The caster transfuses life force to restore life to a recently dead creature. You can raise a creature that has been dead for no longer than 5 minutes per caster level. The creature’s body must still be at least somewhat intact (No lower than -10 minus the creature’s maximum hit points). This spell will repair mortal wounds and lethal damage of most kinds, but the body must be whole. Any missing body parts will still be missing when the creature is revived. The creature’s equipment and possessions are not affected by this spell. If the subject’s soul is not willing to return, the spell will fail.

This magical procedure isn’t guaranteed to work. A creature has a base chance to survive the revival process equal to 20% plus 5% for every point of constitution the creature has minus 10% for each time a magical revival attempt has been made on them, regardless of success (spells, potions, and limited wishes all count towards this number). If the attempt fails, another attempt can be made if still within the time frame, but the penalty for survival will still count.

The life force required to return the character’s life must come from somewhere; usually the caster. The caster will become Fatigued for one hour and their maximum age will be reduced by 1 year upon casting the spell. The life force can be taken from another, but it is not nearly as efficient. A creature giving their life force must be touching the deceased and willing to give their life force. In this case, the caster will not become Fatigued or have their maximum age reduced. The creature giving their life force in the caster’s place becomes Fatigued for 1 hour and has their maximum age reduced by 1d3 years.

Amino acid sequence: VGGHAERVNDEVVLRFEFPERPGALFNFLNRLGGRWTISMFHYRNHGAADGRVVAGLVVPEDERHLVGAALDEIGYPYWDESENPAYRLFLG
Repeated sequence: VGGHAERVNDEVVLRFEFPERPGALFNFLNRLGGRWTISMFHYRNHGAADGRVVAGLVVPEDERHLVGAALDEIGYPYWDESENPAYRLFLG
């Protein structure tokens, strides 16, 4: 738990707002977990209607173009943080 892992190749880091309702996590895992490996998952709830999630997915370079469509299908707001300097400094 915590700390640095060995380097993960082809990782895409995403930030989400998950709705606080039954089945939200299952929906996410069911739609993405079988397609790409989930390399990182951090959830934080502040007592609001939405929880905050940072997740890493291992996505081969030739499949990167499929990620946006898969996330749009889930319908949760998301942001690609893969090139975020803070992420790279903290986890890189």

The revived creature will be restored to half of their maximum hit points and regain consciousness. Any ability scores damaged to 0 are raised to 1. Any normal poison or disease will be cured, but magical curses or diseases will not be cured. Additionally, the revived creature will be Exhausted one hour, and afterwards will be Fatigued for one day. The revived creature’s maximum age will be reduced by 1d4 years.

Constructs, elementals, and undead cannot be raised. This spell cannot bring back a creature that has died of old age.

 

True Resurrection

Level: Cleric 8

Casting Time: 1 hour

Range: Touch

Target: Dead touched creature

Duration: Instantaneous

Saving Throw: See Text

Spell Resistance: Yes

The caster guides a soul back to its body from the afterlife. You can raise a creature that has been dead for no longer than 1 day per caster level. You must have at least some part of the creature’s body that you wish to restore. This spell will wholly repair the creature’s body. The creature’s equipment and possessions are not affected by this spell. If the subject’s soul is not willing to return, the spell will fail.

This magical procedure isn’t guaranteed to work. A creature has a base chance to survive the revival process equal to 20% plus 5% for every point of constitution the creature has minus 10% for each time a magical revival attempt has been made on them, regardless of success (spells, potions, and limited wishes all count towards this number). If the attempt fails, another attempt can be made if still within the time frame, but the penalty for survival will still count.